Hey EHD world, it’s Arlyn, and I’m back with the budget room post I promised last week when I dished on my changing perception of purple (which turned out to be quite controversial in the comments and on social…I get it, it’s not easy to make that switch). A good amount of you guys were really into lilac (especially when used in the modern palette I wrote about), but others were still like “yeah…no.” Maybe, just maybe, what you’re about to see will inch you closer to seeing the appeal of this trending wispy purple, but if not, we hope you could at least take away some styling tips on balancing furniture proportions and textures. That, or perhaps you’ll find some pieces you really love for your current sans-purple living spaces. Our goal was to create living room schemes that felt modern, layered, warm and exciting. And while all of us at EHD headquarters didn’t do a lilac 180, a few members of the team definitely did a double take at some of these design plans (Velinda, one of our awesome designers, literally stopped at Jess’ computer when she was prepping option 1 and said “wait…I was super nervous about what these lilac rooms would look like, but this I like. It’s good.”) There’s hope, yet!
As a reminder, this is the palette we’re talking about: lilac/lavender, sherbet-y orange, blush, mustard yellow and sand (in any combination, though at least three of those colors should be present to feel fresh and new).
We shared this shot from Anthropologie’s Spring 2018 catalog in the lilac trend post from last week. While a soft purple sofa is quite bold in my book (that is COMMITMENT folks), the reason I think this particular set up works is the balance. It’s not a purple sofa, a purple wall, purple accessories. There’s liking a color enough to decorate with it, and then there’s overkill. That would be overkill. This is a delicate mingling of desert sunset hues that feels exciting and modern, not garish.
Mixing in wood tones really brings the purple down to earth. If you want to try lilac on your walls (see our pastel paint picks for grown-ups post for some suggestions), be sure to keep some other key furniture pieces a little warmer and neutral, or else things might get a little oversaturated and Candyland-ish.
Hello Mandy Moore’s living room (designed by the lovely …bravo)! While lilac isn’t exactly the predominant color here, I wanted to show you this shot so you could see how just a touch of it really softens a space anchored in warmer shades. The sitting area would have been great without it, but the grayish purple of that bench elevates the palette so much, IMHO.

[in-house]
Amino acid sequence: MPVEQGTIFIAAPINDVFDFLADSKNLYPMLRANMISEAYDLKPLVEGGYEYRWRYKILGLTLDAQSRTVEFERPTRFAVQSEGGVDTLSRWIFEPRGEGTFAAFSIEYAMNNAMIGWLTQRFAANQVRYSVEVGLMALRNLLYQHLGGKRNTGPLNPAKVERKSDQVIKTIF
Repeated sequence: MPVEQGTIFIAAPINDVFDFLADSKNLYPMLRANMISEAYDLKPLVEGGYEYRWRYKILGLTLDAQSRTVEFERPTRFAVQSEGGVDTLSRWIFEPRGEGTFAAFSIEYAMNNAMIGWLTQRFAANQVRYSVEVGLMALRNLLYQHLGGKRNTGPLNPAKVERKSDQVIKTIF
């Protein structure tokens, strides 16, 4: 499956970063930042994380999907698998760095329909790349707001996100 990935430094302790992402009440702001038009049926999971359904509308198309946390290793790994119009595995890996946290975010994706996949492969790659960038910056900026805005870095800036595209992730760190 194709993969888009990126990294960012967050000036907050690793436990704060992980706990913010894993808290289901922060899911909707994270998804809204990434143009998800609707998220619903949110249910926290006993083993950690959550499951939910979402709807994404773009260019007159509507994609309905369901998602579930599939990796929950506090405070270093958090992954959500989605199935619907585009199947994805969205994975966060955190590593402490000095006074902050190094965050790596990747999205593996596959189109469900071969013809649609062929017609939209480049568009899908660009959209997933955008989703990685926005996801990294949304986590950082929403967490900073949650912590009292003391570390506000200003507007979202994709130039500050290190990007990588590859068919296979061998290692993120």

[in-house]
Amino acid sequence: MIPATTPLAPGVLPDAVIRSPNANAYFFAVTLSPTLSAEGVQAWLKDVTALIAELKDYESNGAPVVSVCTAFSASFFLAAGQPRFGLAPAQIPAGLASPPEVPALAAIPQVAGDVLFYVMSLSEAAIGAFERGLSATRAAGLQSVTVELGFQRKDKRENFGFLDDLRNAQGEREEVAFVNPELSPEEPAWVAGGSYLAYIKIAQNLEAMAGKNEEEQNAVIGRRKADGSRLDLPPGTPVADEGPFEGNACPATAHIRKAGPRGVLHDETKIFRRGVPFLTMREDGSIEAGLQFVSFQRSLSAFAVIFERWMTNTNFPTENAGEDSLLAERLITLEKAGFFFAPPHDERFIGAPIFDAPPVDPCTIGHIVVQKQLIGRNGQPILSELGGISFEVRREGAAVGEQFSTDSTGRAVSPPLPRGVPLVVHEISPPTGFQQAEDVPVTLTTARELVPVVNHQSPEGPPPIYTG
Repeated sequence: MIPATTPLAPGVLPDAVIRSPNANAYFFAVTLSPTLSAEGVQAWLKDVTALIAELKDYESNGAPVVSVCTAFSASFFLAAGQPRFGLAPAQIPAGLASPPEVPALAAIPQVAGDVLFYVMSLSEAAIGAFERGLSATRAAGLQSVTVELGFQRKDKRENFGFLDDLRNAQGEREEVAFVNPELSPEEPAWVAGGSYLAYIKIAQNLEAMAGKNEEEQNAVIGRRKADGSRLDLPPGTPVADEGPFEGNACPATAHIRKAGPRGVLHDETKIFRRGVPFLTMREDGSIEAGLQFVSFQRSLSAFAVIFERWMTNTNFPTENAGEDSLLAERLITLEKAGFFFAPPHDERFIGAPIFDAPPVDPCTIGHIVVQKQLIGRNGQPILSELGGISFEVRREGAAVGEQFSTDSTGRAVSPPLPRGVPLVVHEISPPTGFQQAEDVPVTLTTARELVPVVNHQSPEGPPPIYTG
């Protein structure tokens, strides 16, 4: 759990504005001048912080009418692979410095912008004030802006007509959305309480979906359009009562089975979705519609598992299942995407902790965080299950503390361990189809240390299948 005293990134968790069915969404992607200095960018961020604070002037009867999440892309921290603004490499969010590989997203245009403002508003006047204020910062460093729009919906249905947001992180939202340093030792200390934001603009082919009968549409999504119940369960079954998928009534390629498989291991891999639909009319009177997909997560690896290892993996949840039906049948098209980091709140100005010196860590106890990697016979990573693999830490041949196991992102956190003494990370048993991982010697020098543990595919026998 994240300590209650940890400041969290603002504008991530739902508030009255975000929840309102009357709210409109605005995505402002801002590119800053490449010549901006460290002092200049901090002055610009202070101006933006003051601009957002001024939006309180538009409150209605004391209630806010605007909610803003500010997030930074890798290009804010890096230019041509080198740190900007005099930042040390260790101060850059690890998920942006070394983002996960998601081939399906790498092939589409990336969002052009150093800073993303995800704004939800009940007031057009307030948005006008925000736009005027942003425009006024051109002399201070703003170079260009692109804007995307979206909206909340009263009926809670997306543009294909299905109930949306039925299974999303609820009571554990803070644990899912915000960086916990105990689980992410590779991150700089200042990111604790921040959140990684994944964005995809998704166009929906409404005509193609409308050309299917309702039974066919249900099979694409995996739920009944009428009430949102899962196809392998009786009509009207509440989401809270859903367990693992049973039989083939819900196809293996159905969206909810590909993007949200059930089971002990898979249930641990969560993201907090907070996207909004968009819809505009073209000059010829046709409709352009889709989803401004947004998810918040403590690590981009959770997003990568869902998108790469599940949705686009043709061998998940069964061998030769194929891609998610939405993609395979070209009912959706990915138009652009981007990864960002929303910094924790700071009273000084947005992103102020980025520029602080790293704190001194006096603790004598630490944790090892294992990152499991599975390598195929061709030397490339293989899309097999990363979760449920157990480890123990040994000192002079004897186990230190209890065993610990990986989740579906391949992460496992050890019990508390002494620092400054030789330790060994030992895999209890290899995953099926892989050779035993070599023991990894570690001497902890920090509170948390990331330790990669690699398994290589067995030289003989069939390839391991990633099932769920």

OKAY, let’s take a look at the living rooms we put together, shall we?
Option 1: Balanced & Warm
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I really love this room, and would honestly just move right in, as-is. This is how I would personally feel most comfortable working within this palette: heavy emphasis on the warmer hues accented with lilac and blush. It feels totally grown up, sleek, polished yet playful and grounded. I’ll take one of everything, please! That adds such a warm, earthy vibe and its modern shape in the unexpected color works really well with the more boho . And oh my that …how good is that? The whole design feels retro-yet-modern all at once. A slim and sleek balances the heft of the sofa and console, and ties in the brass of the . It’s the priciest version at almost $5,000, but it has some special and unique elements, like that , and .
Option 2: Light & Happy
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For our middle-of-the-road budget option, we landed at about $2,000 less than option 1. This room leans into lilac much harder, and while it still feels modern boho-esque, it’s a little lighter and dips more into mustard and yellow than rust. The (which is $1,000 less than …and also is a sleeper!!), is in a less “safe” lilac (for anyone more comfortable with beige or gray). Its contemporary silhouette, blonde wood legs and nubby upholstery, though, prevents it from going too frilly. It’s like wearing a hip pair of sneakers with a maxi dress (instead of wedges or heels)—the casual shoes makes the outfit feel purposefully dressed down while still having serious style. Sometimes, you gotta be that person who shows up in Chuck Taylors when everyone else is wearing pumps. You could likely find a that is less expensive than this one, but it will probably be far smaller and feel disproportionate to the size of your sofa.
Option 3: All About the Accents
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Coming in at just under $1,800 (which is about a third of the budget from the first room plan), this version might seem pretty jammed-packed with lilac accents, but it’s actually a great example of how to bring in the trendy color in small doses. You could go all-in with the entirety of our picks, or you could pluck out say…the pillows, and to your existing neutral space and have an instant update without too much of a scary “OMG AM I REALLY DOING THIS PURPLE THING?” moment. The natural elements (the , and ) really warm up the design, since purple tends to be a cooler tone that might feel too glam or young otherwise. The whole , , set up can be styled together on or (if your TV isn’t too large), or you can scatter them throughout. Oh, and that art…it’s downloadable and printable up to 18″x27″, which is a great size for pairing two over your sofa without things looking dinky. If your budget allows, I’d suggest using the from the middle living room design here, which feels just a touch more grown-up than the playful prints (though both are great).
So…what do you think? If money/budget were no object, which design would you want to live in? Are there any pieces that you’re itching to add to your living room RIGHT NOW? Let us know your thoughts.